Women’s Share of Board Seats Rises to 20%

Wall Street Journal writer Rachel Feintzeig reported last week that, “One-fifth of seats on a broad swath of public-company boards are now held by women, a sign of change as U.S. corporations face increased pressure to diversify.

The share of female board members in the Russell 3000 index, which includes most public companies on major U.S. stock exchanges, increased to 20% in the second quarter of this year from 19% the previous quarter, according to Equilar Inc., a governance-data firm. When Equilar began tracking the measure in late 2016, 15% of board seats were filled by women.

“The increases come amid calls for change from big investors and a new California law mandating female representation on public-company boards. In July, the last all-male board among S&P 500 companies—Dallas-based online car-auction company Copart Inc. added a female finance executive to its ranks.”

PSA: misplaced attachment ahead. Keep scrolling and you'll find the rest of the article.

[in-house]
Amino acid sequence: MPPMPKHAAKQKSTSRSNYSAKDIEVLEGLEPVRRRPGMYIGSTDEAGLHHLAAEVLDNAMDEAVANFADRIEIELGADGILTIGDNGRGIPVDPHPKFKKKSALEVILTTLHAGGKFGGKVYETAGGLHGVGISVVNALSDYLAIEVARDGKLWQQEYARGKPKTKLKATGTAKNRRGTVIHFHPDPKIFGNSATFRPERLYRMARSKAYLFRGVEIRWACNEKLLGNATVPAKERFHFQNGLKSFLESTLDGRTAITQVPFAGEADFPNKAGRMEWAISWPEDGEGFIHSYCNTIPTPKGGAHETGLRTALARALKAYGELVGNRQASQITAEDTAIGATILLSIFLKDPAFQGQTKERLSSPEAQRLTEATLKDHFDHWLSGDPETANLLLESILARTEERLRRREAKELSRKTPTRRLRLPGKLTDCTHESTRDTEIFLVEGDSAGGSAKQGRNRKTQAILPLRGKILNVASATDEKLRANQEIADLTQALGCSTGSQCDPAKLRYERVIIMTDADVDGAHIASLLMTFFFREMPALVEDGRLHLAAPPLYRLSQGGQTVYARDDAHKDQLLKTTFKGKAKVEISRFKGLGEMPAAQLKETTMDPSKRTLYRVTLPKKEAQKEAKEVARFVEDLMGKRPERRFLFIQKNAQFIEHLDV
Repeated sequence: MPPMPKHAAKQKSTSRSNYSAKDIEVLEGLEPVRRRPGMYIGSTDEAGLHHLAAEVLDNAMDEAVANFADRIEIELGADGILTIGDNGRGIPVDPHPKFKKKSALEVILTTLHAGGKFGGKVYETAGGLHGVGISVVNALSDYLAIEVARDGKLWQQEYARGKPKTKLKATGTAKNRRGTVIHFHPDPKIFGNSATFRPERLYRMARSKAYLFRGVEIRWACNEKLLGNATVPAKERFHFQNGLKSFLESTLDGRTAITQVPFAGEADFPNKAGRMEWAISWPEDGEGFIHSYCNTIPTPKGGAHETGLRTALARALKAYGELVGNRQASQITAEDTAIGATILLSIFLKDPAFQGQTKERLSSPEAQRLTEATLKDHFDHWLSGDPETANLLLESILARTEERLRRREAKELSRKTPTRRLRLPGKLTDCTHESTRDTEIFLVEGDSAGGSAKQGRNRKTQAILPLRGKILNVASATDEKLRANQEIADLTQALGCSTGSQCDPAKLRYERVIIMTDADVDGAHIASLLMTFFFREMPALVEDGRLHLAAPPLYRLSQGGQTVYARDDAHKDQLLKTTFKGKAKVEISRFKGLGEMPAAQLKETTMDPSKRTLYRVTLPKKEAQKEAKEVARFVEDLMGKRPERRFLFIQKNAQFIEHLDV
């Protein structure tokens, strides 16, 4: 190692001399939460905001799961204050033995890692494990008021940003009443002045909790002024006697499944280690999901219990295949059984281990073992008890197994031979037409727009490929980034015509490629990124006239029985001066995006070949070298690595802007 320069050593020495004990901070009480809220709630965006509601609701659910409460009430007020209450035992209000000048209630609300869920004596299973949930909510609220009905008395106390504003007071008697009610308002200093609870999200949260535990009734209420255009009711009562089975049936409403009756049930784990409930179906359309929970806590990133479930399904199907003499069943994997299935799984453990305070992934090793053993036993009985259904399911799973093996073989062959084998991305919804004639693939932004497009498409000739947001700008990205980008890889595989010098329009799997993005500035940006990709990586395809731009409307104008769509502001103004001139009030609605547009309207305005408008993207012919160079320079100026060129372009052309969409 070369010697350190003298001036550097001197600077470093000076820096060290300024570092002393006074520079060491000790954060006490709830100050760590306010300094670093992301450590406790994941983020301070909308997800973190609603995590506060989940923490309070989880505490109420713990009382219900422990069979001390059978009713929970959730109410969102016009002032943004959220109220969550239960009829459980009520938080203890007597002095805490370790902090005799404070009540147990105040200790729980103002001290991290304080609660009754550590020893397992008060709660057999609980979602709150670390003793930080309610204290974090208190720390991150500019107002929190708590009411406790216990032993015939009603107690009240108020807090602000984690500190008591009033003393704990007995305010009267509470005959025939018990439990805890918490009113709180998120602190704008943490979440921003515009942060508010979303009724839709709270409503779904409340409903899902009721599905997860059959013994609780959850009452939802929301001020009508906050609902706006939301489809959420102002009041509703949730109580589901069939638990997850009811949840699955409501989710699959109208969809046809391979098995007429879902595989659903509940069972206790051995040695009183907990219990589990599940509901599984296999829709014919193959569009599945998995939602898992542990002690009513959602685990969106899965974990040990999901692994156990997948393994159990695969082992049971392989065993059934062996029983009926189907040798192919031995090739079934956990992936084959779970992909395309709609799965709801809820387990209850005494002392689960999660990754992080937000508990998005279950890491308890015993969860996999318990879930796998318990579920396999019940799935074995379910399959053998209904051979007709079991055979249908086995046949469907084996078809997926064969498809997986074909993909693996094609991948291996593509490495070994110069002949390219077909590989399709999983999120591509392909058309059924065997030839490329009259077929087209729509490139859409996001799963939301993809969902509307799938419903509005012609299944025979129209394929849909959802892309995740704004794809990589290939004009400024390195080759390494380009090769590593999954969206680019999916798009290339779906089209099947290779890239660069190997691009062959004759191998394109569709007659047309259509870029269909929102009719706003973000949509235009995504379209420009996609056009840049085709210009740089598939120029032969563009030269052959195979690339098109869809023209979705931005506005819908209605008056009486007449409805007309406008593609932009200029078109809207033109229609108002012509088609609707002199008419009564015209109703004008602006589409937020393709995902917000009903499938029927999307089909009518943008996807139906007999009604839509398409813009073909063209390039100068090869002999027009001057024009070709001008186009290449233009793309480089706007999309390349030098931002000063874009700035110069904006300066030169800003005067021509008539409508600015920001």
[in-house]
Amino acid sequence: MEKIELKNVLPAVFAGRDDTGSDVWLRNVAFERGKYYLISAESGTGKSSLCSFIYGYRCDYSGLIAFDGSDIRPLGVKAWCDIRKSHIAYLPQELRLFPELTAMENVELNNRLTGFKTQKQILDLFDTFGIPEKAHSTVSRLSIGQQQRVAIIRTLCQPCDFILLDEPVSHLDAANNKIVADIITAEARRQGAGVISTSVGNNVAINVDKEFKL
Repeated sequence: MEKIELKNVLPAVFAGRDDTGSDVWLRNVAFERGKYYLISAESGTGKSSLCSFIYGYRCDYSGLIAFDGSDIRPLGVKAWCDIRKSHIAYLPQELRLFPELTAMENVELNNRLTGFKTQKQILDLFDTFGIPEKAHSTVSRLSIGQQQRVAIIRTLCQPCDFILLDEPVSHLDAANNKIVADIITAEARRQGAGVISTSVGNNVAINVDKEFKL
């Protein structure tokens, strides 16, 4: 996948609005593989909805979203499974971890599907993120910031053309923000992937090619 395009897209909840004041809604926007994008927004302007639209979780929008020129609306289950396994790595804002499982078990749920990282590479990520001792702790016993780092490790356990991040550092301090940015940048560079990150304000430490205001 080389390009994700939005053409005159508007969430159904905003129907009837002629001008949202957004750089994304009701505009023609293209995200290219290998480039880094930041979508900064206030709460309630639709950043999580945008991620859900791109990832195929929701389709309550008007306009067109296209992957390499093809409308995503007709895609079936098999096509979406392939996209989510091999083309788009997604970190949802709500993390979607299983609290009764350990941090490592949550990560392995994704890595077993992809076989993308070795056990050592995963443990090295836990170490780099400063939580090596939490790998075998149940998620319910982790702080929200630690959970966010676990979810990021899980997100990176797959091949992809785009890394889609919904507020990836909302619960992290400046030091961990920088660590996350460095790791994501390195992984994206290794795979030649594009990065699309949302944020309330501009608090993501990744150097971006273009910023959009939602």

“Women’s Share of Board Seats Rises to 20%,” by Rachel Feintzeig. The Wall Street Journal (September 11, 2019).

The Journal article stated that, “Most companies seem to be banking on more edicts around diversity. Illinois’s governor in late August signed a bill requiring public companies based in the state to report on the composition of their boards, by gender and ethnicity, as well as on how they promote diversity at the board and executive level.”

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